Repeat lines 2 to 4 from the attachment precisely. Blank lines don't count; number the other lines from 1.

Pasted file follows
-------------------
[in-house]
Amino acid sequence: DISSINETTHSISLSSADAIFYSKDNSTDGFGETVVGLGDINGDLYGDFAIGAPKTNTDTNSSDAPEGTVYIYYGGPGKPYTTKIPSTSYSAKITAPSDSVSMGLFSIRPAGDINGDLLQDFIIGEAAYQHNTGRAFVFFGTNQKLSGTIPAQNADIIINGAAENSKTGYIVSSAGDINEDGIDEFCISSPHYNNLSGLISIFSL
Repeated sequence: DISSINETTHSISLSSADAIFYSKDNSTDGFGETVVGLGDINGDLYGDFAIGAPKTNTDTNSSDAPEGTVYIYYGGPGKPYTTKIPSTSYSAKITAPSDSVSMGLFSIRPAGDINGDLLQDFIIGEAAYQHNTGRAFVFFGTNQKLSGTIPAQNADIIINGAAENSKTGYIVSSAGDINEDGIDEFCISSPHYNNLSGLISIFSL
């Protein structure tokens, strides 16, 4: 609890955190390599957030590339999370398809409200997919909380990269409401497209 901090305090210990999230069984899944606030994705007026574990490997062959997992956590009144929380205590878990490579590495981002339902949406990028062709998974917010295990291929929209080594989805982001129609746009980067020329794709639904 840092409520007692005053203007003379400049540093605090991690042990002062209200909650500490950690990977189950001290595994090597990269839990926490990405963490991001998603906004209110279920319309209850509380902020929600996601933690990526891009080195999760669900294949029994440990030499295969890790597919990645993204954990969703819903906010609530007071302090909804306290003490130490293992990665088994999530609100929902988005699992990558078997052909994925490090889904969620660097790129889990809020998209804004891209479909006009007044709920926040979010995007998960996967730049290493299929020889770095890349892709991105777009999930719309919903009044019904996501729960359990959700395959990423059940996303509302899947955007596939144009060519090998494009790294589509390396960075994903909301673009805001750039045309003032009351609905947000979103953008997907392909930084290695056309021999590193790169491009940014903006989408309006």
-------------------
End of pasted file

Amino acid sequence: DISSINETTHSISLSSADAIFYSKDNSTDGFGETVVGLGDINGDLYGDFAIGAPKTNTDTNSSDAPEGTVYIYYGGPGKPYTTKIPSTSYSAKITAPSDSVSMGLFSIRPAGDINGDLLQDFIIGEAAYQHNTGRAFVFFGTNQKLSGTIPAQNADIIINGAAENSKTGYIVSSAGDINEDGIDEFCISSPHYNNLSGLISIFSL
Repeated sequence: DISSINETTHSISLSSADAIFYSKDNSTDGFGETVVGLGDINGDLYGDFAIGAPKTNTDTNSSDAPEGTVYIYYGGPGKPYTTKIPSTSYSAKITAPSDSVSMGLFSIRPAGDINGDLLQDFIIGEAAYQHNTGRAFVFFGTNQKLSGTIPAQNADIIINGAAENSKTGYIVSSAGDINEDGIDEFCISSPHYNNLSGLISIFSL
């Protein structure tokens, strides 16, 4: 609890955190390599957030590339999370398809409200997919909380990269409401497209 901090305090210990999230069984899944606030994705007026574990490997062959997992956590009144929380205590878990490579590495981002339902949406990028062709998974917010295990291929929209080594989805982001129609746009980067020329794709639904 840092409520007692005053203007003379400049540093605090991690042990002062209200909650500490950690990977189950001290595994090597990269839990926490990405963490991001998603906004209110279920319309209850509380902020929600996601933690990526891009080195999760669900294949029994440990030499295969890790597919990645993204954990969703819903906010609530007071302090909804306290003490130490293992990665088994999530609100929902988005699992990558078997052909994925490090889904969620660097790129889990809020998209804004891209479909006009007044709920926040979010995007998960996967730049290493299929020889770095890349892709991105777009999930719309919903009044019904996501729960359990959700395959990423059940996303509302899947955007596939144009060519090998494009790294589509390396960075994903909301673009805001750039045309003032009351609905947000979103953008997907392909930084290695056309021999590193790169491009940014903006989408309006």